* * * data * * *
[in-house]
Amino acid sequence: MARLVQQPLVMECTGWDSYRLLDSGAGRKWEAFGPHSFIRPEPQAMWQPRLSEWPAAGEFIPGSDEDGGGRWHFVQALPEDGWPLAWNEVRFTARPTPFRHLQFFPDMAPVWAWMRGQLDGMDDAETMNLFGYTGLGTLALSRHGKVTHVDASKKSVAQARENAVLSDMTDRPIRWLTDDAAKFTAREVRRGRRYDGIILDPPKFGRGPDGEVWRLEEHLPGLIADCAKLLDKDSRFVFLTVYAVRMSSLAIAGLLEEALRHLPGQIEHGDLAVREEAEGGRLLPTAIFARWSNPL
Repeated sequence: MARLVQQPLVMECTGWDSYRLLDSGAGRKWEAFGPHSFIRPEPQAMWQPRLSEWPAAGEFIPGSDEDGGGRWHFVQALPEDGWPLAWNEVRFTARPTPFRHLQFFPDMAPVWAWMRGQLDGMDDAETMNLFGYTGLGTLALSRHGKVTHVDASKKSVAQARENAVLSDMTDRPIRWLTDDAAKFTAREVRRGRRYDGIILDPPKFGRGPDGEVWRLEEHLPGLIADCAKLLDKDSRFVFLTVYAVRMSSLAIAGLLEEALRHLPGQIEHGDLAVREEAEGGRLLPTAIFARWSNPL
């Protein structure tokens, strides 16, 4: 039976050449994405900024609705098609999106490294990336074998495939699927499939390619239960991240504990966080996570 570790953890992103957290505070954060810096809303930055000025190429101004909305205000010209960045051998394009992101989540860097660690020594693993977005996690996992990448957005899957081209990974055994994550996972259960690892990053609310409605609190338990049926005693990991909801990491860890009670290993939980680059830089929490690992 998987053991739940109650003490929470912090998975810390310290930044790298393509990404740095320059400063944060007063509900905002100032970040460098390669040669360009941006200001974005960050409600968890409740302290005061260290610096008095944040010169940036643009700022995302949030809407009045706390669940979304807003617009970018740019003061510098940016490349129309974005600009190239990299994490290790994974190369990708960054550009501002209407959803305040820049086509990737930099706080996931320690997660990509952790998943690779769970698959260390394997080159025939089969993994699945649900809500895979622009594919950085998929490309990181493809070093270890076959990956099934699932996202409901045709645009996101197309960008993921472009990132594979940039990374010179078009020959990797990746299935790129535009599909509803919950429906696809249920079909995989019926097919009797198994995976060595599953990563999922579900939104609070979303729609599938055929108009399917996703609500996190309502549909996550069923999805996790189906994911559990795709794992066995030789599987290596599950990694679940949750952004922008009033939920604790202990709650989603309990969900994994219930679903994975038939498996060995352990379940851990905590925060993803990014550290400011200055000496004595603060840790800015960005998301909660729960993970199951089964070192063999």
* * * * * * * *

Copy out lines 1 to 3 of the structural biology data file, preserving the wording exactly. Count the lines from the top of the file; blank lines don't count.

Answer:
[in-house]
Amino acid sequence: MARLVQQPLVMECTGWDSYRLLDSGAGRKWEAFGPHSFIRPEPQAMWQPRLSEWPAAGEFIPGSDEDGGGRWHFVQALPEDGWPLAWNEVRFTARPTPFRHLQFFPDMAPVWAWMRGQLDGMDDAETMNLFGYTGLGTLALSRHGKVTHVDASKKSVAQARENAVLSDMTDRPIRWLTDDAAKFTAREVRRGRRYDGIILDPPKFGRGPDGEVWRLEEHLPGLIADCAKLLDKDSRFVFLTVYAVRMSSLAIAGLLEEALRHLPGQIEHGDLAVREEAEGGRLLPTAIFARWSNPL
Repeated sequence: MARLVQQPLVMECTGWDSYRLLDSGAGRKWEAFGPHSFIRPEPQAMWQPRLSEWPAAGEFIPGSDEDGGGRWHFVQALPEDGWPLAWNEVRFTARPTPFRHLQFFPDMAPVWAWMRGQLDGMDDAETMNLFGYTGLGTLALSRHGKVTHVDASKKSVAQARENAVLSDMTDRPIRWLTDDAAKFTAREVRRGRRYDGIILDPPKFGRGPDGEVWRLEEHLPGLIADCAKLLDKDSRFVFLTVYAVRMSSLAIAGLLEEALRHLPGQIEHGDLAVREEAEGGRLLPTAIFARWSNPL